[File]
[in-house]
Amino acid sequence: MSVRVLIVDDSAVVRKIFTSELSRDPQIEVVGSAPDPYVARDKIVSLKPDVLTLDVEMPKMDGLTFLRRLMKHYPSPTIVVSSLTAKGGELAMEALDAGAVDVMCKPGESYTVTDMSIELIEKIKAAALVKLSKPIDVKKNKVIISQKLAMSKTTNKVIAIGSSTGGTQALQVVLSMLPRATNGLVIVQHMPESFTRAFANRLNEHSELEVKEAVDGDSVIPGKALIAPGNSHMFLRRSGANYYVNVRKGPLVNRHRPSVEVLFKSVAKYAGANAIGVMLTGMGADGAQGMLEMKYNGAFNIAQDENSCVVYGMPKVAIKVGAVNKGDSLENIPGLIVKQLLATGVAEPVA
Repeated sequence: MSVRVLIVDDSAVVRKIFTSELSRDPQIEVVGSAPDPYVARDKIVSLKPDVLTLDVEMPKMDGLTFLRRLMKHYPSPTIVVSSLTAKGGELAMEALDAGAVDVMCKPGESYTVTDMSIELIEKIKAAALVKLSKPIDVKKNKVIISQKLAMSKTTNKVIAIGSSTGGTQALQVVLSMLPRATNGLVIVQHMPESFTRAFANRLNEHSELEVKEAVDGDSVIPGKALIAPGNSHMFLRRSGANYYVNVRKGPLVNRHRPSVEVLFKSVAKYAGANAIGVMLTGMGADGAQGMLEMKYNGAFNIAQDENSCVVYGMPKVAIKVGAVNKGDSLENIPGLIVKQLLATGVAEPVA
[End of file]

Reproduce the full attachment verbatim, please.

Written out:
[in-house]
Amino acid sequence: MSVRVLIVDDSAVVRKIFTSELSRDPQIEVVGSAPDPYVARDKIVSLKPDVLTLDVEMPKMDGLTFLRRLMKHYPSPTIVVSSLTAKGGELAMEALDAGAVDVMCKPGESYTVTDMSIELIEKIKAAALVKLSKPIDVKKNKVIISQKLAMSKTTNKVIAIGSSTGGTQALQVVLSMLPRATNGLVIVQHMPESFTRAFANRLNEHSELEVKEAVDGDSVIPGKALIAPGNSHMFLRRSGANYYVNVRKGPLVNRHRPSVEVLFKSVAKYAGANAIGVMLTGMGADGAQGMLEMKYNGAFNIAQDENSCVVYGMPKVAIKVGAVNKGDSLENIPGLIVKQLLATGVAEPVA
Repeated sequence: MSVRVLIVDDSAVVRKIFTSELSRDPQIEVVGSAPDPYVARDKIVSLKPDVLTLDVEMPKMDGLTFLRRLMKHYPSPTIVVSSLTAKGGELAMEALDAGAVDVMCKPGESYTVTDMSIELIEKIKAAALVKLSKPIDVKKNKVIISQKLAMSKTTNKVIAIGSSTGGTQALQVVLSMLPRATNGLVIVQHMPESFTRAFANRLNEHSELEVKEAVDGDSVIPGKALIAPGNSHMFLRRSGANYYVNVRKGPLVNRHRPSVEVLFKSVAKYAGANAIGVMLTGMGADGAQGMLEMKYNGAFNIAQDENSCVVYGMPKVAIKVGAVNKGDSLENIPGLIVKQLLATGVAEPVA